Running in the sunshine bores me. Smooth trails and dry footing and calm smooth rivers: big, sullen yawns.
So when I woke to the ongoing rain on Sunday morning at four am (well, I say woke, I should say, when I glanced again at the clock), I was happy. I got up early, though, expecting the roads to be flooded and traffic heavy. I was headed for the long course (15km) in Race 1 of The Trail Running Series, held in Westerfolds Park, in a suburb of Melbourne, Victoria (Australia), in the dead of winter.
I arrived at Westerfolds Park before dawn, before even first light. I knew to turn right once I entered the park, but that’s all I knew. No one had arrived yet, and there was no signage up for the race. There were a few cars parked in a lonely section and I nearly parked near them, but I got scared, being a woman alone, and drove off. I navigated by Google Maps, trying out various pitch-dark areas, reading misleading signs and wondering where I was.
Then, in the distance: light!
Race Headquarters was glowing in the dark. I made my way towards it, staying somehow on the road, and finally parked just across from the tents. When I switched off my headlights, I was met with utter darkness, but for race headquarters.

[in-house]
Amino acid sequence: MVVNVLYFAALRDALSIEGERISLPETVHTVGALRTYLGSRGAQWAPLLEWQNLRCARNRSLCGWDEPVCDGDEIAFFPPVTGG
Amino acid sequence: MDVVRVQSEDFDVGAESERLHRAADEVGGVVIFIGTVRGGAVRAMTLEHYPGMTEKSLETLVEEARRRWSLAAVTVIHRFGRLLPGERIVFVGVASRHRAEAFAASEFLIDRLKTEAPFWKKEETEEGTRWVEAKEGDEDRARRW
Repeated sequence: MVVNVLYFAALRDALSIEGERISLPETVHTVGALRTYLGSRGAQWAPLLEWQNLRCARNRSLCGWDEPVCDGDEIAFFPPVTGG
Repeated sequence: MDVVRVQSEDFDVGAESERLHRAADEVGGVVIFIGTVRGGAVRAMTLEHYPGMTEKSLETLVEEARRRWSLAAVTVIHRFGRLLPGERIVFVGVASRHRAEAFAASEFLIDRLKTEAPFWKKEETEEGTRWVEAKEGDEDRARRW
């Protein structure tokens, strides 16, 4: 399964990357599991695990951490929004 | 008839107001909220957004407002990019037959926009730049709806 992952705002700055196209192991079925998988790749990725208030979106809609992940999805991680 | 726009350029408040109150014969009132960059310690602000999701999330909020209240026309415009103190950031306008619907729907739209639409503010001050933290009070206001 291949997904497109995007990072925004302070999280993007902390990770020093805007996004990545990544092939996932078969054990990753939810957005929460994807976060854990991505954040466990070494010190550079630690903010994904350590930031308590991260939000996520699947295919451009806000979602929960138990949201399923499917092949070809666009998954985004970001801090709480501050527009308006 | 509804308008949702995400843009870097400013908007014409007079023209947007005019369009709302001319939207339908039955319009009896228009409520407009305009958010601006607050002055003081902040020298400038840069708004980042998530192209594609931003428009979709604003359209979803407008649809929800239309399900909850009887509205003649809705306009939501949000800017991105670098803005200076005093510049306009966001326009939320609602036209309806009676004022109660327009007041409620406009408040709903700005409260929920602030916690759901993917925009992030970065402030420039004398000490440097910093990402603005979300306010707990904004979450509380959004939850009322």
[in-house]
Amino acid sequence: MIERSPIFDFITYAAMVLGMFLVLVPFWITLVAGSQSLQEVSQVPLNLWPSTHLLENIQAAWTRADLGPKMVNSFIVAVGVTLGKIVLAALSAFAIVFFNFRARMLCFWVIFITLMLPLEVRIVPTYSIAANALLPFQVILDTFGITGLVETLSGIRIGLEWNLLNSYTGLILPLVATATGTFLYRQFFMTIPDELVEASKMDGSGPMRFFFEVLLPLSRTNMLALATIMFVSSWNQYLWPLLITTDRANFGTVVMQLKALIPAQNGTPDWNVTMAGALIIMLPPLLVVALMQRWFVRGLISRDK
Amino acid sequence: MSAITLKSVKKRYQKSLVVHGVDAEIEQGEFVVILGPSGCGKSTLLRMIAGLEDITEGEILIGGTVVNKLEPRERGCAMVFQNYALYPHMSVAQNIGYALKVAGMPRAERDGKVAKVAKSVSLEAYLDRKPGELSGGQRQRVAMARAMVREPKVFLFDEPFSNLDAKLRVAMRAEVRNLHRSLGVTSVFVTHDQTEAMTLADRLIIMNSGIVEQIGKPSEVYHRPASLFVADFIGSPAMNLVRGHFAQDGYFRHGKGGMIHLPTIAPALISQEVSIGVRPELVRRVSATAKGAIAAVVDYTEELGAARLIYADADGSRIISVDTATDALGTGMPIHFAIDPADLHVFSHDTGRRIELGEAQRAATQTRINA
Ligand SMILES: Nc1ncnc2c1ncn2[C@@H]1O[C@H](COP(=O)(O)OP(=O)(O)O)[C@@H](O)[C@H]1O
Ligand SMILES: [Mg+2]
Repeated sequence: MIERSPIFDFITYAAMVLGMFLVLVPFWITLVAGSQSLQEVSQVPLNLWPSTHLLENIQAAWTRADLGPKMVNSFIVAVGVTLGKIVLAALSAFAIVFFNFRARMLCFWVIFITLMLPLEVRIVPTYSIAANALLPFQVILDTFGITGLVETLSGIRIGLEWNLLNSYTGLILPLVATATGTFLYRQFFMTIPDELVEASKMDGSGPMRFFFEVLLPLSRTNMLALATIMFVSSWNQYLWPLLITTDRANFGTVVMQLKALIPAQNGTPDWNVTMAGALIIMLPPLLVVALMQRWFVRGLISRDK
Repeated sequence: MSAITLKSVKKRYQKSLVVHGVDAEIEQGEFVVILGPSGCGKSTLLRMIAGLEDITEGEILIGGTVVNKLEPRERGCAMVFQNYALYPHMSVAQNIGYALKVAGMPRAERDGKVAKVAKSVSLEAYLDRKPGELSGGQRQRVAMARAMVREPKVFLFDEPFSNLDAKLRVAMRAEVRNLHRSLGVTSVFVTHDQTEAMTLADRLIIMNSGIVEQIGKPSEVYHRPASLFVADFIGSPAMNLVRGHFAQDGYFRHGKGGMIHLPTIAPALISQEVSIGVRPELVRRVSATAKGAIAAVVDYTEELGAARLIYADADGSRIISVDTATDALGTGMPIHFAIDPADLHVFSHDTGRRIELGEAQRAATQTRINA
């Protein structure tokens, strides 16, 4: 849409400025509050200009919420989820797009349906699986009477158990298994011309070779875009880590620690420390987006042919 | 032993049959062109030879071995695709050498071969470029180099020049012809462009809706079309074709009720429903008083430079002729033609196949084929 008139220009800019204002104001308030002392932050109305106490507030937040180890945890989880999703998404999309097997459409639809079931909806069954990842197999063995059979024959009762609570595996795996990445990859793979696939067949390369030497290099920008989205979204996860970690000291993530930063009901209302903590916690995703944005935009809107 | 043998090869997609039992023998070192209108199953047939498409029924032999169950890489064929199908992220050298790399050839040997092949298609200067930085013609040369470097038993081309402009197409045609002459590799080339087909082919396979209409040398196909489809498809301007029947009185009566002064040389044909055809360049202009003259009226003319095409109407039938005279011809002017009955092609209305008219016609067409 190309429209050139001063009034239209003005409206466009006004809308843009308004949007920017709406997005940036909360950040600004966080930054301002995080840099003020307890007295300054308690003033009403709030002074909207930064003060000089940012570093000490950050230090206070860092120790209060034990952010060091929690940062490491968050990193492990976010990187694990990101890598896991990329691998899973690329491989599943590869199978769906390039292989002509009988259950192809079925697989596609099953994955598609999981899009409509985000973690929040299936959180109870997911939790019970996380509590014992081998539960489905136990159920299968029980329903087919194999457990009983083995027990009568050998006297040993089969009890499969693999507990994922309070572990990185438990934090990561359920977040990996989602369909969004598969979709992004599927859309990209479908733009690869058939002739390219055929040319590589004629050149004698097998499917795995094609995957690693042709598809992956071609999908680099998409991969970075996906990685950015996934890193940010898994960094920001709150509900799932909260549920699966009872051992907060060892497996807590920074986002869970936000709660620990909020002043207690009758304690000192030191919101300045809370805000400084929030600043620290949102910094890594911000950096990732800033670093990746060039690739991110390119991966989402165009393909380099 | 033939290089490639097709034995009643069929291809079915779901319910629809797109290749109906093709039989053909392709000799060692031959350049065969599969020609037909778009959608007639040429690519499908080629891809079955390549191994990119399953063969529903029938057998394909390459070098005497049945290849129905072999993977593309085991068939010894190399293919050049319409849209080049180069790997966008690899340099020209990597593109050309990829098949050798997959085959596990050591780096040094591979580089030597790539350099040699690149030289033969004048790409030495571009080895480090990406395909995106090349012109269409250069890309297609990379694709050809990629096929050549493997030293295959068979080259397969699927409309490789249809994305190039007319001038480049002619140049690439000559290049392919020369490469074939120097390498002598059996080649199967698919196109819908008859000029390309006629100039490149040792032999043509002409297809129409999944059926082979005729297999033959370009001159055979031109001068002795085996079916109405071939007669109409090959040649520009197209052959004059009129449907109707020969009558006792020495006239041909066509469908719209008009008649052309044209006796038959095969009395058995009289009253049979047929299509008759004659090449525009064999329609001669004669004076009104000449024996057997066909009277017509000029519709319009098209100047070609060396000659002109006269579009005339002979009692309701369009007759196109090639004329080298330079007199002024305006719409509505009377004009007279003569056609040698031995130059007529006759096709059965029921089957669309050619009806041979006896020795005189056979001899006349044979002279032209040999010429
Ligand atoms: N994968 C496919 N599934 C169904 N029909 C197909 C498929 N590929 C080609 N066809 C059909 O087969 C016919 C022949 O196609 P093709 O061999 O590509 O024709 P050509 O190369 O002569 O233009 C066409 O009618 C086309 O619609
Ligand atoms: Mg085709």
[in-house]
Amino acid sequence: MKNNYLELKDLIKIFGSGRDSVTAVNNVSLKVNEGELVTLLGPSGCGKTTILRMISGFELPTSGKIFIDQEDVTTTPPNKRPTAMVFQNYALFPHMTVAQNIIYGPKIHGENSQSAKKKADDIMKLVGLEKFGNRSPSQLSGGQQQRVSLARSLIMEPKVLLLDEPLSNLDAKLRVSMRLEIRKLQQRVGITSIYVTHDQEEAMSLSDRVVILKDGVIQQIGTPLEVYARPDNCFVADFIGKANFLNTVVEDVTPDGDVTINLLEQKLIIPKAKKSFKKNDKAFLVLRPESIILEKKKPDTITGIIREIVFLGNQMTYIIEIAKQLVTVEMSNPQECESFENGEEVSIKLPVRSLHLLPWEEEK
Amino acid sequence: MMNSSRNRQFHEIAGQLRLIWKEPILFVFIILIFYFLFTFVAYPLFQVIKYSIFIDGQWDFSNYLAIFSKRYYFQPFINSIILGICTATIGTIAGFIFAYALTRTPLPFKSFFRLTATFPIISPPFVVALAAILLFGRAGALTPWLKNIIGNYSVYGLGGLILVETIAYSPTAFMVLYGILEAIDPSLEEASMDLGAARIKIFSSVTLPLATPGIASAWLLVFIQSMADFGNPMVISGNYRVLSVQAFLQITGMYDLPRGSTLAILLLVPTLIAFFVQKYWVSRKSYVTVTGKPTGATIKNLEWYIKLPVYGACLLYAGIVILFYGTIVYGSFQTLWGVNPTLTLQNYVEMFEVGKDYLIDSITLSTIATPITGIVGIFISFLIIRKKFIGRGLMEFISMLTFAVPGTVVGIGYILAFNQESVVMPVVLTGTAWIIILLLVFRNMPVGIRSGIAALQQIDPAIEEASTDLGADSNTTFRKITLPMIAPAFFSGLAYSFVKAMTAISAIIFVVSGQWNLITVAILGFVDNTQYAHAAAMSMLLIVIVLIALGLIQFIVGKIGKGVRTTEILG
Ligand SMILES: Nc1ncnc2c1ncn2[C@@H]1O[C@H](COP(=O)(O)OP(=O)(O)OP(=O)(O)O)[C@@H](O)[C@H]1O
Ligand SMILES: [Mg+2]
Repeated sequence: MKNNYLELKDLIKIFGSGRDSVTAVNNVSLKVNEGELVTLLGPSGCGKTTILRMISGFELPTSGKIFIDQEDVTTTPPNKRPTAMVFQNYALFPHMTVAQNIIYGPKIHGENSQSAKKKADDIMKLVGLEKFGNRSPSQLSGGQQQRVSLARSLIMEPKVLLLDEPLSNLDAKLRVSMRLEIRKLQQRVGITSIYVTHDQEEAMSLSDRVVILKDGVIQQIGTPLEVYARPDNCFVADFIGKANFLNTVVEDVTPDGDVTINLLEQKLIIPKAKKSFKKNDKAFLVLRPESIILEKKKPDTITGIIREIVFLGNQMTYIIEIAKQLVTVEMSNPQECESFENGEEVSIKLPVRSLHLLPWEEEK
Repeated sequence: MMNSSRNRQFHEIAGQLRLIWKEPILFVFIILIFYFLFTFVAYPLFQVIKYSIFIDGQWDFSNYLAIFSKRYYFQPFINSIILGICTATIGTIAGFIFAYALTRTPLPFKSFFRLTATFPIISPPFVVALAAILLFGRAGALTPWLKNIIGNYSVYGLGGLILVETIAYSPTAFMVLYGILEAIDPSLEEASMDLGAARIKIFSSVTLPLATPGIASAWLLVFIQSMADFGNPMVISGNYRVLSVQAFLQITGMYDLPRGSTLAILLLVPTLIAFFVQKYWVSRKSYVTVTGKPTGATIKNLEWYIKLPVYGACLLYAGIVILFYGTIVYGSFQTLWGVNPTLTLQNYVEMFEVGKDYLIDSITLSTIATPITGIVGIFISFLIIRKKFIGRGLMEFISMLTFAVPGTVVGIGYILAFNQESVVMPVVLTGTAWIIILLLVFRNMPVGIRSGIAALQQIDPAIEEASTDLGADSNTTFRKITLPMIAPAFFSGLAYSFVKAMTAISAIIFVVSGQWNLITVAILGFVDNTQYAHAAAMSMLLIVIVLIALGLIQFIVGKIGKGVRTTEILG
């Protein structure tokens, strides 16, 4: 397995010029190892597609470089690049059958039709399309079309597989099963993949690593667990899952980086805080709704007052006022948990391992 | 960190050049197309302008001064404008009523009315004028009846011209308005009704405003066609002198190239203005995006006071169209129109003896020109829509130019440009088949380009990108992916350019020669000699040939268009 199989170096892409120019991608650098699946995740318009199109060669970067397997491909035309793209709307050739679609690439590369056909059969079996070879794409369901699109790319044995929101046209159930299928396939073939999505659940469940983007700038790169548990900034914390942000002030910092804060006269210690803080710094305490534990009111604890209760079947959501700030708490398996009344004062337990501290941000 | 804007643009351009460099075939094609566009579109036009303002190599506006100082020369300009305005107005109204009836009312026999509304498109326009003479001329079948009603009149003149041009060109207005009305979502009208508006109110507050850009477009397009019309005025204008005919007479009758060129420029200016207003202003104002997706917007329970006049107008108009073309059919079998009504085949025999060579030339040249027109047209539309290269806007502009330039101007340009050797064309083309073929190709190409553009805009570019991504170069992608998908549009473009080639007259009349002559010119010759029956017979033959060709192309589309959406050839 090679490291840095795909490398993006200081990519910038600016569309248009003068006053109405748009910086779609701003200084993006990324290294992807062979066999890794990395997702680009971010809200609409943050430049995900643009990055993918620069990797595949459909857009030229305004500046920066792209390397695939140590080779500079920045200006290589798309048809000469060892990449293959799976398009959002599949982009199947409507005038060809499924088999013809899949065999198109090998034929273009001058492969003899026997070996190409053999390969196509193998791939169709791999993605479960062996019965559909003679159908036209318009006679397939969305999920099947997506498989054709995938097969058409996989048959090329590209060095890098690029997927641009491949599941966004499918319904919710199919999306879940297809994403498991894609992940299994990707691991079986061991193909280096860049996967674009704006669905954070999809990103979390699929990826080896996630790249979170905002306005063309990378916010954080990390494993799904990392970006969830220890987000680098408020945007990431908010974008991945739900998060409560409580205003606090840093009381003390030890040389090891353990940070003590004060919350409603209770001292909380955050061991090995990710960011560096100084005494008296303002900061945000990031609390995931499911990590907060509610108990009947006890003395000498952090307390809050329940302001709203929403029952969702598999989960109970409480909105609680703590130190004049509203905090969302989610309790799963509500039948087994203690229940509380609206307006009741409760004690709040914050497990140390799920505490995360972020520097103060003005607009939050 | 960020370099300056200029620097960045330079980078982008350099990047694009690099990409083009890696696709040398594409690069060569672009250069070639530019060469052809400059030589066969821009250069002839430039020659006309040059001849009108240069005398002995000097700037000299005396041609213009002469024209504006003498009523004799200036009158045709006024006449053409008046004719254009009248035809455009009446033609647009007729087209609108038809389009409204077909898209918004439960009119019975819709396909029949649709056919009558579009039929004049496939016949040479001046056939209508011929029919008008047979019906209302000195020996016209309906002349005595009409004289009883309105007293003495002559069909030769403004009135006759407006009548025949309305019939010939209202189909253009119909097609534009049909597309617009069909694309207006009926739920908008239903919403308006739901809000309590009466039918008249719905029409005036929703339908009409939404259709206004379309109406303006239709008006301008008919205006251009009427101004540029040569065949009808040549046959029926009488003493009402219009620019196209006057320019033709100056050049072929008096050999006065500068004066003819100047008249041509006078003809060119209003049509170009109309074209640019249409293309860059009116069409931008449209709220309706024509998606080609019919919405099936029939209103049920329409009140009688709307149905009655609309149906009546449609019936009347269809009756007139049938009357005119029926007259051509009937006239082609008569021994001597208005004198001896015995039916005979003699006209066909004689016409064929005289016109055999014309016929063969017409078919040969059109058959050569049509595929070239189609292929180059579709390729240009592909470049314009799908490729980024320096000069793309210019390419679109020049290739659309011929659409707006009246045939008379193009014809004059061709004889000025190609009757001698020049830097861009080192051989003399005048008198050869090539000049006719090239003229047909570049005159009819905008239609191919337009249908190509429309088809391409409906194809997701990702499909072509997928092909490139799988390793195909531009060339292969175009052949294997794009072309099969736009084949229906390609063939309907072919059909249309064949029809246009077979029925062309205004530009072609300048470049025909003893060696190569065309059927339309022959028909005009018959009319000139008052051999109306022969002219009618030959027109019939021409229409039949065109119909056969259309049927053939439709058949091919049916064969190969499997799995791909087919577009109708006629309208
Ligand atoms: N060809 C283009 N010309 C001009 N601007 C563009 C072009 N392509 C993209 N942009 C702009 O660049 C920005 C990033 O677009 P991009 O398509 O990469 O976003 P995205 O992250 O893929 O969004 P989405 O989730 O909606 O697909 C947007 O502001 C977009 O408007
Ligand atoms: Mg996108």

I was even earlier than usual but this really didn’t matter. I sat in silence and watched the rain. I had nowhere to go until 8:30, and it was only 6:45. The rain fell hard and then softly, and began to flow in thin rivers through the wet park. The sky gradually turned a lighter shade of grey and a kookaburra appeared, soaked, in the tree branches in front of my car. It didn’t seem moved by the rain.
In time, a few friends texted that they were on the way, but none of us wanted to exit our cars into the rain. It was unlike any event I’ve ever attended in this way, and it was kind of neat. We were all hidden in the solitude of our cars in the pouring rain, gazing at race headquarters and wondering when to come out.
Finally, I decided to brave a toilet run, and was immediately soaked. My shoes filled with water, my socks were saturated and I was laughing my head off, jumping around the rivers that had formed in this grassy park. Thankfully, I still had my waterproof hiking pants and ski jacket on, so I didn’t really get wet.
Inside the car, at about 8 am, I stripped off all my outer layers, down to 2XU tights, a singlet, and a light rain jacket. I slipped my running pack on top, and became like that Kookaburra, unafraid of the rain. I got out about 8:10 am for an 8:20 warmup.
We warmed up, my friend Andrea and I next to one another, while the HIIT Factory encouraged us to stretch more than I ever do, and I jogged in place and got warm. I quickly removed my rain jacket and tucked it in my pack. Andrea said, monkey see, monkey do, and removed hers too.
It was still raining and we were already wet and cold, but it didn’t matter; this was what we’d come for, and the conditions were nearly identical to a training run we’d done a week before.